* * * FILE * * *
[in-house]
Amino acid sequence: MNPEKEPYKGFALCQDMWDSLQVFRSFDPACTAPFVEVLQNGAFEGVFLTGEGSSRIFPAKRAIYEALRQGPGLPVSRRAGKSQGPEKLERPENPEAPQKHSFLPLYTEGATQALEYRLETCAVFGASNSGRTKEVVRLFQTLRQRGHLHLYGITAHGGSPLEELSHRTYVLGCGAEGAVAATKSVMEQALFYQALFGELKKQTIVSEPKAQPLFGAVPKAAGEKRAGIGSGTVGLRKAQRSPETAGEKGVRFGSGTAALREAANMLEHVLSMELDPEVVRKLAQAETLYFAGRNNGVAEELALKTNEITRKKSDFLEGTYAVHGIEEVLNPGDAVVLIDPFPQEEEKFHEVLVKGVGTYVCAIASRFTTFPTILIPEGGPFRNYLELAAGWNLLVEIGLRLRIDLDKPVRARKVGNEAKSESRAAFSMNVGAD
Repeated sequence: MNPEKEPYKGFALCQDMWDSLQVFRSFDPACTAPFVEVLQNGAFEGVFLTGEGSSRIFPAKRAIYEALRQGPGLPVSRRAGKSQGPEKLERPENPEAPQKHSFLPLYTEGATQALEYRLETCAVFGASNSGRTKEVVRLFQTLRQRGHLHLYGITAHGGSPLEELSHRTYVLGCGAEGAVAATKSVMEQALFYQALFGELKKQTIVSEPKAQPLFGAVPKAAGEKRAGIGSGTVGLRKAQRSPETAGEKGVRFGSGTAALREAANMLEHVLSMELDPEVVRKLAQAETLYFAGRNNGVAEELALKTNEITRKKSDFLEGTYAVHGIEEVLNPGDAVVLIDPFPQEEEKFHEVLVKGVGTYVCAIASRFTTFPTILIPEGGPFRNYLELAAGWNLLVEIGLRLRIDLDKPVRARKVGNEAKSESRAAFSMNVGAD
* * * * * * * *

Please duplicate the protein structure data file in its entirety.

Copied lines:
[in-house]
Amino acid sequence: MNPEKEPYKGFALCQDMWDSLQVFRSFDPACTAPFVEVLQNGAFEGVFLTGEGSSRIFPAKRAIYEALRQGPGLPVSRRAGKSQGPEKLERPENPEAPQKHSFLPLYTEGATQALEYRLETCAVFGASNSGRTKEVVRLFQTLRQRGHLHLYGITAHGGSPLEELSHRTYVLGCGAEGAVAATKSVMEQALFYQALFGELKKQTIVSEPKAQPLFGAVPKAAGEKRAGIGSGTVGLRKAQRSPETAGEKGVRFGSGTAALREAANMLEHVLSMELDPEVVRKLAQAETLYFAGRNNGVAEELALKTNEITRKKSDFLEGTYAVHGIEEVLNPGDAVVLIDPFPQEEEKFHEVLVKGVGTYVCAIASRFTTFPTILIPEGGPFRNYLELAAGWNLLVEIGLRLRIDLDKPVRARKVGNEAKSESRAAFSMNVGAD
Repeated sequence: MNPEKEPYKGFALCQDMWDSLQVFRSFDPACTAPFVEVLQNGAFEGVFLTGEGSSRIFPAKRAIYEALRQGPGLPVSRRAGKSQGPEKLERPENPEAPQKHSFLPLYTEGATQALEYRLETCAVFGASNSGRTKEVVRLFQTLRQRGHLHLYGITAHGGSPLEELSHRTYVLGCGAEGAVAATKSVMEQALFYQALFGELKKQTIVSEPKAQPLFGAVPKAAGEKRAGIGSGTVGLRKAQRSPETAGEKGVRFGSGTAALREAANMLEHVLSMELDPEVVRKLAQAETLYFAGRNNGVAEELALKTNEITRKKSDFLEGTYAVHGIEEVLNPGDAVVLIDPFPQEEEKFHEVLVKGVGTYVCAIASRFTTFPTILIPEGGPFRNYLELAAGWNLLVEIGLRLRIDLDKPVRARKVGNEAKSESRAAFSMNVGAD